It appears that the Bangor City Council is getting ready to borrow at least $50 million to construct a new arena.
Since the plan is to pay back the arena loan using the city’s share of Hollywood Slots revenue, some have suggested that this project will therefore not be built on the backs of the city’s taxpayers.
There is little logic to this notion.
If not spent on the arena, slots revenue — if indeed Hollywood Slots continues to prosper as expected — could be better used for much needed property tax relief. Or perhaps to continue funding higher priority items such as road upkeep or increased law enforcement to combat the growing crime problem we are facing in our city.
I urge the citizens of Bangor to take a second look before allowing our elected officials to rush headlong into a project that we can ill afford as it is currently proposed.
In these tough economic times, sensible people are seeking to spend and borrow less; sensible lawmakers at all levels of government are trying to do the same. The governor and Legislature are dealing with millions in budget cuts to make ends meet. Considering that some of these cuts, particularly in education, could likely affect municipal budgets as well, our city must be very careful about additional spending at this time. With the specter of increasing federal taxes looming in Washington, our citizens cannot afford higher local taxes.
We should be asking those in city government the following regarding the arena proposal:
Previous versions of the arena project suggested the removal of the existing auditorium, presumably because it is old and beyond repair. Why has a renovation of the Auditorium and Civic Center suddenly resurfaced as part of the plan? An admission, perhaps, that the old building has some life left in it after all?
I have to presume that the city has done all the necessary market research in terms of the kinds of acts, athletic teams (e.g., Lumberjacks, Blue Ox, Lumberjacks II, etc.), attractions, events, etc., which would agree to come to Bangor to perform and generate revenue for our shiny new arena. Our elected officials must be prepared to elaborate on all the commitments the city has received thus far that have convinced them that this is a project worth asking the city’s taxpayers to underwrite to the tune of $50 million or more.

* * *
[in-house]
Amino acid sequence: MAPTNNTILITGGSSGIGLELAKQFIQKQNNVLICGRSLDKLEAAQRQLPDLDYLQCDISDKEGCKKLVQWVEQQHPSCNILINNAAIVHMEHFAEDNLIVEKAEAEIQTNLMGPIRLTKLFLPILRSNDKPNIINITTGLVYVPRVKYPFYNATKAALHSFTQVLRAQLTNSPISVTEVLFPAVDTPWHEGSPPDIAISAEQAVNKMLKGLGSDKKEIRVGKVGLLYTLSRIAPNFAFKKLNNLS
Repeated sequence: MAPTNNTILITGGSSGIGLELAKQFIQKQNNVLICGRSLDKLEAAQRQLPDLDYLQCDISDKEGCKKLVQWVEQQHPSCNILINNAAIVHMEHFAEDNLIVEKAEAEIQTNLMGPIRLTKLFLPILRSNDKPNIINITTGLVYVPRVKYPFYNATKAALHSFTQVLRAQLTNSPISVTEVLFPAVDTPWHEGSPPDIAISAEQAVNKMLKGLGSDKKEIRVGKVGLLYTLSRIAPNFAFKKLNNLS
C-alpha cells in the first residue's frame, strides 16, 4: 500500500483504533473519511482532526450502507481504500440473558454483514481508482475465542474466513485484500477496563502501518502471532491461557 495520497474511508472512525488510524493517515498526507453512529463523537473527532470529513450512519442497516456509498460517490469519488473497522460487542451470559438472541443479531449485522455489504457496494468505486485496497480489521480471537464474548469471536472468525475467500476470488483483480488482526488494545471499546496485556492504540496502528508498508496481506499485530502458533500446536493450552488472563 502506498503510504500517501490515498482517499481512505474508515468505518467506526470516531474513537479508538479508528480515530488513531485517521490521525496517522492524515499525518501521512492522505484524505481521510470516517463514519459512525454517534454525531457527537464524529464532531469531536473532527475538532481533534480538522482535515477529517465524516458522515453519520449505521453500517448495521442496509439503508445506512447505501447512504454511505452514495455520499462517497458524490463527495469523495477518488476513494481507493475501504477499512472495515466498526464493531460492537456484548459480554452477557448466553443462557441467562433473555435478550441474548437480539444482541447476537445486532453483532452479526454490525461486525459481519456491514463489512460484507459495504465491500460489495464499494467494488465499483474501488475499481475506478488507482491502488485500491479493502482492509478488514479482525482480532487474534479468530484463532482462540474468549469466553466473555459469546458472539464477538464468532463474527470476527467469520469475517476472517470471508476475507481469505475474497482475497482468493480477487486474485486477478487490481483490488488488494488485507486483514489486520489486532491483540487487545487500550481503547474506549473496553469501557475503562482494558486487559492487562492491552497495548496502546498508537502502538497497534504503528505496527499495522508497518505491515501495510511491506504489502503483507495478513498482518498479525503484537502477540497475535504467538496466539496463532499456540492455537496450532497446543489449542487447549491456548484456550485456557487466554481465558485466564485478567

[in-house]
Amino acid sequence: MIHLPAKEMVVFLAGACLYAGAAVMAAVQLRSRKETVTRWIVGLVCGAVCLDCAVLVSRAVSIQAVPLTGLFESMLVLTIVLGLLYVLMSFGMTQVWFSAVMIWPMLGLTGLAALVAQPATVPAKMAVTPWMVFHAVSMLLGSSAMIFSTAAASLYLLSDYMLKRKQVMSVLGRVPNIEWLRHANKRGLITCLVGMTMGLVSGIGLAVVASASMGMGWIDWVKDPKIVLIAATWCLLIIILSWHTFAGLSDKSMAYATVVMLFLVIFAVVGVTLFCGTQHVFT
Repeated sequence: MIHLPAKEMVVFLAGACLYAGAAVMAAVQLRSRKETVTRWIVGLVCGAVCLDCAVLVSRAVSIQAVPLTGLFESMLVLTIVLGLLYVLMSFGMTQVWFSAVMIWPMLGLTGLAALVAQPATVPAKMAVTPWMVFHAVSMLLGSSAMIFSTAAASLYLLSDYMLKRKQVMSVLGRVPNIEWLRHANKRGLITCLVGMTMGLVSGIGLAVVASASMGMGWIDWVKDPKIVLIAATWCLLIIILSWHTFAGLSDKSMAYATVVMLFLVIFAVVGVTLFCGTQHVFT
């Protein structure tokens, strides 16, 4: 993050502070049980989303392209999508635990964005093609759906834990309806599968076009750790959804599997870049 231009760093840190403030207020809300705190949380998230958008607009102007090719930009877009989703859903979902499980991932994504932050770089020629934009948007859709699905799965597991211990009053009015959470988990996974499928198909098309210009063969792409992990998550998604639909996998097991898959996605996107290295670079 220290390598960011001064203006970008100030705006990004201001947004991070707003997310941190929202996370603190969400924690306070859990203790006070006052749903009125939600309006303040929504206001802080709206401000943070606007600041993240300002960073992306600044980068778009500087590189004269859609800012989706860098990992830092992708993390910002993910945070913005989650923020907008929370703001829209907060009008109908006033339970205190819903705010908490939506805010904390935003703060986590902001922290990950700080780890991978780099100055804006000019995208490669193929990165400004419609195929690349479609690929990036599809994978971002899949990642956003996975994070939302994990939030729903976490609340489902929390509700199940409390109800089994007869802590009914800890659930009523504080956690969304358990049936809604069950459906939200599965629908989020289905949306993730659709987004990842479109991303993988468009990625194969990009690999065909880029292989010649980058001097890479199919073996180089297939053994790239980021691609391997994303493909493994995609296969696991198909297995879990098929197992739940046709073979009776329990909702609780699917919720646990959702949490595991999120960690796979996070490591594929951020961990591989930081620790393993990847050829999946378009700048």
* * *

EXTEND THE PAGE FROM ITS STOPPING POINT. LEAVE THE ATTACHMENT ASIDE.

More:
A new, multimillion-dollar arena would be used and enjoyed by people from the entire region. It is only reasonable to expect that before undertaking such a project, that city government would seek firm commitments from other cities and towns in the region for some kind of cost sharing. Before committing the taxpayers of Bangor to such an expense, the council should be prepared to explain all the contracts (if any) the city has secured thus far from other surrounding jurisdictions, which will ensure that Bangor’s citizens do not bear the full cost of this endeavor.
If the city borrows $50 million to fund this project, I would venture a guess that this would easily make a difference of hundreds of dollars to the average Bangor property owner’s tax bill each year for decades — either in higher taxes or in the loss of tax relief. People who relocate to outlying communities to escape the city’s high taxes will not generate much revenue for Bangor.
As a resident of Bangor for the past 36 years, I well realize the importance of our Bass Park infrastructure to the economy of our city and to our lifestyle as citizens of Bangor. It could well use a face-lift.
As a family, we needed to replace our old car last summer. We would have loved to buy that Mercedes, but we looked at our household budget and bought a Chevrolet. It gets the job done.
The council is expected to meet with the Arena Committee sometime in January to review the proposal. When it comes to a new regional facility such as the proposed arena, let’s make sure it will be funded fairly by all who will use it … or settle for something more modest that the taxpayers of this city can afford.
Michael J. McCarty is a resident of Bangor.